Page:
For the past few years I have been investing in equity mutual funds via equal monthly installments (dollar cost averaging). With last year's drop in the market, I was willing to put a lump sum into these funds since they were available at far lower prices. But since I did not have such reserves, I could not take advantage of that rare opportunity.

I have emergency fund created for rainy days but I do not want to touch it for this purpose since that is not an objective of emergency fund.

I am an employee who receives a fixed monthly income. There is no way that I will receive a large amount of cash from anywhere. So if I want to make lump sum purchase after a sizable stock market correction, the only way for me is to build the lump sum fund in advance. To do this, I would have to divert a portion of my current monthly contributions. Doing this would reduce my equity exposure which is currently delivering a good return, beating inflation and taxes. The objective of lump sum investment would be to improve the return so that my investment goals would be met sooner.

A strategy frequently discussed is to park the money in debt funds or other similar safe assets like a bank account or fixed income. This seems like a good idea but it comes with drawback - I do not know when the size of market drop that I am waiting for will come. If it come after 5 years, the amount will have been in debt instruments for too long, underperforming equities. The benefit of investing a lump sum would be lost (or at-least reduced substantially) due to holding under performing asset for long.

What is the best place to park the money while waiting for a sizable future market drop?


3 Answers 3


You are essentially trying to time the market. Most people will fail trying to do this and will make less money than if they did not try to time the market.

For example, if the markets don't have a significant dip in 5 years then you have cash earning less money than it should be.

A much easier and better solution is to choose an asset allocation that you are happy with and rebalance periodically to maintain that asset allocation. For example, you could choose:

  • 80% in a stock index ETF (e.g., S&P 500)
  • 20% in a bond index ETF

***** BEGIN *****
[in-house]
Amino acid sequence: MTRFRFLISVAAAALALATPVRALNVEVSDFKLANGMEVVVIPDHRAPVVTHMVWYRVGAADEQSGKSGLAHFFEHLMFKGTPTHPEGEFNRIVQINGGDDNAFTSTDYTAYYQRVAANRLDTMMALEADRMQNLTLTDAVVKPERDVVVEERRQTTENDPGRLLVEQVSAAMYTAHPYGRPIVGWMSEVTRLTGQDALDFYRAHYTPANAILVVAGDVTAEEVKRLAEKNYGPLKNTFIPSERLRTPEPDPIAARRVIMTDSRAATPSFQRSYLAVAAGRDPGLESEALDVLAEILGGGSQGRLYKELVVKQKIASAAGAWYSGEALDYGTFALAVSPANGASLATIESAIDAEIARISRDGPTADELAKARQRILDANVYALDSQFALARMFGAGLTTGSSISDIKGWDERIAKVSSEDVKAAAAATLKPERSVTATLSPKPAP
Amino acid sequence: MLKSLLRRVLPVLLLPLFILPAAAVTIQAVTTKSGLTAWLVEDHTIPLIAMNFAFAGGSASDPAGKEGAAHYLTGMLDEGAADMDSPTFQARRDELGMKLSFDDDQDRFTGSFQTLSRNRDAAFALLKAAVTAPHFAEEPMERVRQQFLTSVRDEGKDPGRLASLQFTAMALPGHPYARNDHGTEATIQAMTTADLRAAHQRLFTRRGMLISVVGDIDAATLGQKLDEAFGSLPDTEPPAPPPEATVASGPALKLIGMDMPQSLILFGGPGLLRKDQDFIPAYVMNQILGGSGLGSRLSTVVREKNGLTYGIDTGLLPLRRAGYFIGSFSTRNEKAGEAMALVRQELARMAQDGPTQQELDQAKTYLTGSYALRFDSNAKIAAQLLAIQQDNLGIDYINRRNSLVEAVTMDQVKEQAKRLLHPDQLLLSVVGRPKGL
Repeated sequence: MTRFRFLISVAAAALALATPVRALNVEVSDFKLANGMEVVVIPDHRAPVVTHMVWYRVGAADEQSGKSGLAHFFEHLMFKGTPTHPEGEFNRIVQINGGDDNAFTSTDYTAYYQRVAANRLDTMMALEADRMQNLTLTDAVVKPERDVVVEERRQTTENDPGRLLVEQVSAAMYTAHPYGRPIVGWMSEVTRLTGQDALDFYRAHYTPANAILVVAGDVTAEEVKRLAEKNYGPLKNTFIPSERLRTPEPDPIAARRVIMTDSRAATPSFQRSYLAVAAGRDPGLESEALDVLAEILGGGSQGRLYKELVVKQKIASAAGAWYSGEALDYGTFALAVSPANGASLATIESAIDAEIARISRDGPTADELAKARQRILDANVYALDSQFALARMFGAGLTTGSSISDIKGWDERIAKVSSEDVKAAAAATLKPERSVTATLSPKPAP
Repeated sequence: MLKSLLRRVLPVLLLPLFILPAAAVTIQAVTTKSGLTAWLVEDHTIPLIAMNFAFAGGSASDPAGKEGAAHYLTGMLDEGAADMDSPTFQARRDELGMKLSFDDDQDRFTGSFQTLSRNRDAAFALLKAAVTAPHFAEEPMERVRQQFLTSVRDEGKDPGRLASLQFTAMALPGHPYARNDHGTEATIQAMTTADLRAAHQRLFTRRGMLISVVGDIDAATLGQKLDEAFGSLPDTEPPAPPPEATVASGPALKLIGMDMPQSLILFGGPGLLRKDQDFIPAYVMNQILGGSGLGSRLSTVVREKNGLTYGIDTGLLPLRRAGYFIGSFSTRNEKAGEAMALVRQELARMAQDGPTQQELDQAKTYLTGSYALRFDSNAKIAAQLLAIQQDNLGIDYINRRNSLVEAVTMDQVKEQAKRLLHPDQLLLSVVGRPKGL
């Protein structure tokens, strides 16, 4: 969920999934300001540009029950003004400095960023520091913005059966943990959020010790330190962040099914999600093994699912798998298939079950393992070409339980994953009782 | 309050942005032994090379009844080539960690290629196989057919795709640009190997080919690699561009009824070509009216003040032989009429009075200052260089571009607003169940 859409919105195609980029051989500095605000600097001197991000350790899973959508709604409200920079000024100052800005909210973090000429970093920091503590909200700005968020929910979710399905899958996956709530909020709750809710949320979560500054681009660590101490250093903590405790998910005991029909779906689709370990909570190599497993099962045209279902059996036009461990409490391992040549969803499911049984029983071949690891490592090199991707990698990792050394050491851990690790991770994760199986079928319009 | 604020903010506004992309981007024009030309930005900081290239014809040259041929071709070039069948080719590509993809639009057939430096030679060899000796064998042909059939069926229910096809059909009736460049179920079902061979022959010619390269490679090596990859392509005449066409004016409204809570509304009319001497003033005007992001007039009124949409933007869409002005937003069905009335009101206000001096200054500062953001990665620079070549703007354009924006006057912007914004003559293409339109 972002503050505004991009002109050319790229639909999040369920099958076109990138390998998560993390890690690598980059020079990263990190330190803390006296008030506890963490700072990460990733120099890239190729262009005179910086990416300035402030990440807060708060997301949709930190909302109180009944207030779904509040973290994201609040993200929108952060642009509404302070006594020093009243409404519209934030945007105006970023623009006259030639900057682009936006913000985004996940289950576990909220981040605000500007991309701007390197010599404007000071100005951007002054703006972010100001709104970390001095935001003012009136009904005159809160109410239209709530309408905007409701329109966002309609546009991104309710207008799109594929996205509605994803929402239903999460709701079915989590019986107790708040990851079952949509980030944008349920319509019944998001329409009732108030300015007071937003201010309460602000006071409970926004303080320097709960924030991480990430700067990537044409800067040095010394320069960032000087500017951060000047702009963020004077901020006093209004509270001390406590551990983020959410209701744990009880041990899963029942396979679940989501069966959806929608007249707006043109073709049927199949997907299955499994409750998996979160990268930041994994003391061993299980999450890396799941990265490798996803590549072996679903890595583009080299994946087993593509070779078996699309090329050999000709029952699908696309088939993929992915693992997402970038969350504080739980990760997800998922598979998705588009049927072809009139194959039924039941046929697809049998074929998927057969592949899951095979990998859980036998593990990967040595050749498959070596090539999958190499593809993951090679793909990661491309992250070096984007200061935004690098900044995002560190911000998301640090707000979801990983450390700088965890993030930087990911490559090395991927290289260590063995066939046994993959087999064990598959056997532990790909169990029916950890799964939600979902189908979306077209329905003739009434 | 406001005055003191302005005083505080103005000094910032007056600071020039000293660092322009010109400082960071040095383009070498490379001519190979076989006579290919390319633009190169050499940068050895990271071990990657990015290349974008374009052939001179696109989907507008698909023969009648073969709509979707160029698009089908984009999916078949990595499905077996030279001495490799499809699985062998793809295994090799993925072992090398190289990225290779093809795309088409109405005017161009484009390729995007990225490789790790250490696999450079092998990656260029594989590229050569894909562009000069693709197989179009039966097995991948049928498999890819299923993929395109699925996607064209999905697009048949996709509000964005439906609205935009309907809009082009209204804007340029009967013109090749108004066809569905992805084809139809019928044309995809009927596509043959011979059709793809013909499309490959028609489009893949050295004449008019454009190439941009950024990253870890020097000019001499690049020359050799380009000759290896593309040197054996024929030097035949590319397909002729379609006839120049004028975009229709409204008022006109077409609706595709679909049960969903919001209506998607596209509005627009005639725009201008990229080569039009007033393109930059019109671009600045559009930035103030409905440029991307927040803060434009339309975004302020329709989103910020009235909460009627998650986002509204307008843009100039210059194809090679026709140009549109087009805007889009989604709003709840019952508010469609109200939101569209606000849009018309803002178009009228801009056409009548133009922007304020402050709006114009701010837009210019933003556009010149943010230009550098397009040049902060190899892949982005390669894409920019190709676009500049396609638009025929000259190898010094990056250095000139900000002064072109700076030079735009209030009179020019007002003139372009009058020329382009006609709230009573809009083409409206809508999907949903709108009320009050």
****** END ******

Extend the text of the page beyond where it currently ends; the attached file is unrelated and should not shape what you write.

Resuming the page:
Once a quarter or once a year you would shift your assets to get back to this desired allocation.

This reduces the pain of a big market drop but also allows you to always be taking advantage of market gains.


All of us would like to buy stocks, ETFs and/or mutual funds after every market correction or bear market but no one knows when such events will occur or at what price they will bottom out.

You have identified the problem with attempting to time the market. If right, you increase your return. If wrong, you lag the market.

With interest rates being so low, there isn't a good place to park the money (banks, money market funds, bond funds, etc.). As an alternative, I'd offer that on average, you can get about 5.25% yield from investment grade preferred stocks but they're not without risk. The primary one would be an increase in interest rates.

If anything, with this surge to all time highs, I'd be more concerned about protecting large market gains rather than finding the low after the next large correction. AKA, risk management.


I have been trying to do this as well. Like everyone above said timing markets comes with risk and missed opportunities. My current approach is to just carry about 2 to 5% in cash ( of my total investing portfolio) in a brokerage account which I use to buy what I consider a significant dips. I just buy sp500 index funds. Every time I invest the cash I replenish. Taking profits is equally important. This will also free up cash.

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